Bumper 2012/2013 Ski Season for Europe
While in the United States snow skiing resorts are dealing with the economic impact of reduced snowfall, in Europe resorts have experienced a bumper 2012/2013 snow sport season with good early-season snow kicking the season off in style. The global recession hit Europe’s ski resorts hard, with 2009 experiencing a 13 percent drop in snow sport enthusiasts hitting the slopes according to the Ski Industry Report by Crystal. The decline in 2010, 2011 and 2012 was not as drastic (10%, 5% and 1.8% respectively), but nonetheless businesses suffered as holidaymakers tightened their belts. The 2012/2013 season, however, was reminiscent of pre-recession days with skiers and boarders turning out in large numbers and right through to the end of the season. The final figures detailing just how successful the season was will only be available in mid-April, but reports from ski resorts throughout Europe indicate that the snow sport industry is well on its way to recovery.
Among the resorts reporting increased business is St Anton in Austria which experienced a 20% increase in the month of January, making the resorts investment in infrastructure worthwhile, especially as the area received plentiful snow. France also experienced a good season, reportedly primarily due to offering value for money packages. Many ski tour operators working in Europe also introduced discounted package tours, some of which included flights, accommodation, tuition, lift passes and equipment hire. Some also offered skiers significant discounts for booking early, pushing an early start to the season, and being a turnaround on the last-minute deals of the past.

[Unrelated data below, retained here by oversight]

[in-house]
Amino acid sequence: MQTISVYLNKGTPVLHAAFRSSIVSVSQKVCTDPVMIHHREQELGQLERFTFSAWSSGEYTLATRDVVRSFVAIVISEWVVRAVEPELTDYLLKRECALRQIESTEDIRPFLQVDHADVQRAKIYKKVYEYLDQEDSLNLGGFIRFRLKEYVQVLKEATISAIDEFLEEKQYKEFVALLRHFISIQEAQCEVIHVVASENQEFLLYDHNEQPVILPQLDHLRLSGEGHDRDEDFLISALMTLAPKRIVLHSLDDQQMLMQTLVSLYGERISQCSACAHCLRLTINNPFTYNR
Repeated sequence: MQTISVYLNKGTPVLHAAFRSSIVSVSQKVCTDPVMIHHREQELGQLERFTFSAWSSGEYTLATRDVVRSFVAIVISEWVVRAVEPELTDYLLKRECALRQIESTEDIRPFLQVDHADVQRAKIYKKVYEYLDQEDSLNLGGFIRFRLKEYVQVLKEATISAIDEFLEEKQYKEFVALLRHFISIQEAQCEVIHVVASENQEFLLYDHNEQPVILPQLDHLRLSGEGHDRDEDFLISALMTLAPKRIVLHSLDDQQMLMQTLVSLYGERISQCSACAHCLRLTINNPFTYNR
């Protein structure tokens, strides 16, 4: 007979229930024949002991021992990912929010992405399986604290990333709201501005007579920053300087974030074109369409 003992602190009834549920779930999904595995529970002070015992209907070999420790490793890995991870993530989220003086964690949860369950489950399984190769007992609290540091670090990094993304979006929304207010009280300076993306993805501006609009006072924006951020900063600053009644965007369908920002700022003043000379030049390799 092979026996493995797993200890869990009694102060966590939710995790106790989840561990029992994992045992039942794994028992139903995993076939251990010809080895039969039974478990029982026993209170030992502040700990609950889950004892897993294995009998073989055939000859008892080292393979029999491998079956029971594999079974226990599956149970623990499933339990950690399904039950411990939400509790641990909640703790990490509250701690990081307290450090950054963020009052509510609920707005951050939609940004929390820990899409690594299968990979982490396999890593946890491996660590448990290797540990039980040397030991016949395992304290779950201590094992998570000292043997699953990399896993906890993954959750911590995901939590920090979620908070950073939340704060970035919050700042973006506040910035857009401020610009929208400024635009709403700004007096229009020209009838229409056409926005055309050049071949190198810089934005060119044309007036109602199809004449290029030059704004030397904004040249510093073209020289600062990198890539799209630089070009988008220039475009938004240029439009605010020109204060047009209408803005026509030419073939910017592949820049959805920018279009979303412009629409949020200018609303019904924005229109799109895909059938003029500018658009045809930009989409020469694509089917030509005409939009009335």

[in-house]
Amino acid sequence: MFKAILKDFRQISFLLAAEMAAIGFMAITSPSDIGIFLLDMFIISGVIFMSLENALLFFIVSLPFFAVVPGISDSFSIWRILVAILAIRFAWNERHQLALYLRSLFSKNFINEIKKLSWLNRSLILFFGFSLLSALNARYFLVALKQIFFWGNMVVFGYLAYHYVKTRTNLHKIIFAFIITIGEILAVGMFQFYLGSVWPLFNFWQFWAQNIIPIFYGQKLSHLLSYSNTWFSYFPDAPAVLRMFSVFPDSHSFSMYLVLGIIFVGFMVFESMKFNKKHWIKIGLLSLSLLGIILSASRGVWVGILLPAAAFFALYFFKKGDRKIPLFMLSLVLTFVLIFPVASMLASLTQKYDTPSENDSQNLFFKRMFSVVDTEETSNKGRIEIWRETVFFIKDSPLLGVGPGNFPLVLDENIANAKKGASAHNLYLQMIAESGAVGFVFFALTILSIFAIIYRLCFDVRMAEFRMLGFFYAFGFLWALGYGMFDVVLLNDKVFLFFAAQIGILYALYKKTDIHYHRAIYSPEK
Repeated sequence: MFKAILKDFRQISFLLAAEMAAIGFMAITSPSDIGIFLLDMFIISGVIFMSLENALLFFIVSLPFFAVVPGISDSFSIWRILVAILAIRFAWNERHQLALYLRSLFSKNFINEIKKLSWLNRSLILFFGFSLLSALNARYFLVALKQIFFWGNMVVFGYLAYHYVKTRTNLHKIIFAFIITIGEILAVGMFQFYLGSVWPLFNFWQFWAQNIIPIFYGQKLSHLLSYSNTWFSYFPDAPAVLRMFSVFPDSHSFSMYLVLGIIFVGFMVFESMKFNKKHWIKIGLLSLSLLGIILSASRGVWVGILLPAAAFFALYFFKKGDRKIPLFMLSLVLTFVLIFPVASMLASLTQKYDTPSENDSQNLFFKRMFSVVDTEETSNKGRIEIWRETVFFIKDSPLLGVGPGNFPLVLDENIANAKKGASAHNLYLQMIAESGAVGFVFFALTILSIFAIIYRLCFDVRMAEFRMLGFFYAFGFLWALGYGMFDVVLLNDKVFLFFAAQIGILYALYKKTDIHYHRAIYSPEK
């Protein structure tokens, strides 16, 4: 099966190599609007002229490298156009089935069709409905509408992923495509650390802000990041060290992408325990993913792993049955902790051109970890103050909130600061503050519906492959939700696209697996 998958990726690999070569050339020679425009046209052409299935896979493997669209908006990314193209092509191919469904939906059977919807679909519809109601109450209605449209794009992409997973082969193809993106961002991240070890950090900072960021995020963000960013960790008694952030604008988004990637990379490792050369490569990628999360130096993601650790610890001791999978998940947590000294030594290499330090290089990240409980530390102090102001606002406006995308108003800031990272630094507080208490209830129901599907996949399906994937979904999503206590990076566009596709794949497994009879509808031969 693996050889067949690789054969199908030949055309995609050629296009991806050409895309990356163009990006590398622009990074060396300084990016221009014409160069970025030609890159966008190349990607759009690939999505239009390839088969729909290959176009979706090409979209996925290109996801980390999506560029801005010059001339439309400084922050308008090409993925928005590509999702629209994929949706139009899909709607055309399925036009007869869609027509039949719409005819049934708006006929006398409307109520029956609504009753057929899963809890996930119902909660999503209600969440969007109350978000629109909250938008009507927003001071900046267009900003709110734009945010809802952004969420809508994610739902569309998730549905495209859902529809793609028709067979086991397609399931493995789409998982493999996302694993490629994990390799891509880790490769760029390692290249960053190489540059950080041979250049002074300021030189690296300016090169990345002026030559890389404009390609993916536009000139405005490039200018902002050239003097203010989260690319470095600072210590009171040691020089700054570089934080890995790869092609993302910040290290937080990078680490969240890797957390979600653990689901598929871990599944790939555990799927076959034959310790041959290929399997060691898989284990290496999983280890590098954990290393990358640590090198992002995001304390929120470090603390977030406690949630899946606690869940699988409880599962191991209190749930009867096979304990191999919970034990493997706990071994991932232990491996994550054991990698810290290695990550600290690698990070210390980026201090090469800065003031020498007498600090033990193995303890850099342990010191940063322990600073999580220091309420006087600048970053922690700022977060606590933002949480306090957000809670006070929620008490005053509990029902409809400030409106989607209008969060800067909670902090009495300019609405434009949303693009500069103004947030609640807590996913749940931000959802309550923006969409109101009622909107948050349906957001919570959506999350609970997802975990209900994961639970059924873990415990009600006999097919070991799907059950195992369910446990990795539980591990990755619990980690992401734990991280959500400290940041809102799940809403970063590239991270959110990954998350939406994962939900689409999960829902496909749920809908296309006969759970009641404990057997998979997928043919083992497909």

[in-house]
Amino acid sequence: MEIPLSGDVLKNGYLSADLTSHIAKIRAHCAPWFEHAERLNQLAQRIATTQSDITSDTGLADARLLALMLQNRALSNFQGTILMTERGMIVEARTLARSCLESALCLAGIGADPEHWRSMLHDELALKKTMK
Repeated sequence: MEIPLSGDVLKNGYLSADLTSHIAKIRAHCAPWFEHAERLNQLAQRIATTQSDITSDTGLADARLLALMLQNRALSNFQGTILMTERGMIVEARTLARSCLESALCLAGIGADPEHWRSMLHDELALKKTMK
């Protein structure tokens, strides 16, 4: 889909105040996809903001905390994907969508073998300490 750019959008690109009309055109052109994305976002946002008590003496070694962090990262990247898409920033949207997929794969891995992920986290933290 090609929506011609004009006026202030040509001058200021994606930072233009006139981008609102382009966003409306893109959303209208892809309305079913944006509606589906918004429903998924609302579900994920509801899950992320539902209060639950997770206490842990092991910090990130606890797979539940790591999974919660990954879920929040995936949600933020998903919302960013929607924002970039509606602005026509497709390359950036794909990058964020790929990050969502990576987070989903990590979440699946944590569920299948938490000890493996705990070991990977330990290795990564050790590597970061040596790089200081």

Although it is unlikely the snow sport industry in Europe has experienced a complete recovery in one season, advance bookings for 2013/2014 indicate that skiers and snowboarders intend to make the most of the icy conditions Europe has been experiencing. It was interesting to note that there was no significant growth in packages offered to beginner skiers, suggesting that the increased business over the 2012/2013 season was due to seasoned skiers returning to the sport. Moreover, it has been noted that this trend is benefiting not only the high-altitude resorts – Val Thorens and Tignes in France for example – but also the relatively low-lying resorts such as Ellmau and Söll in Austria.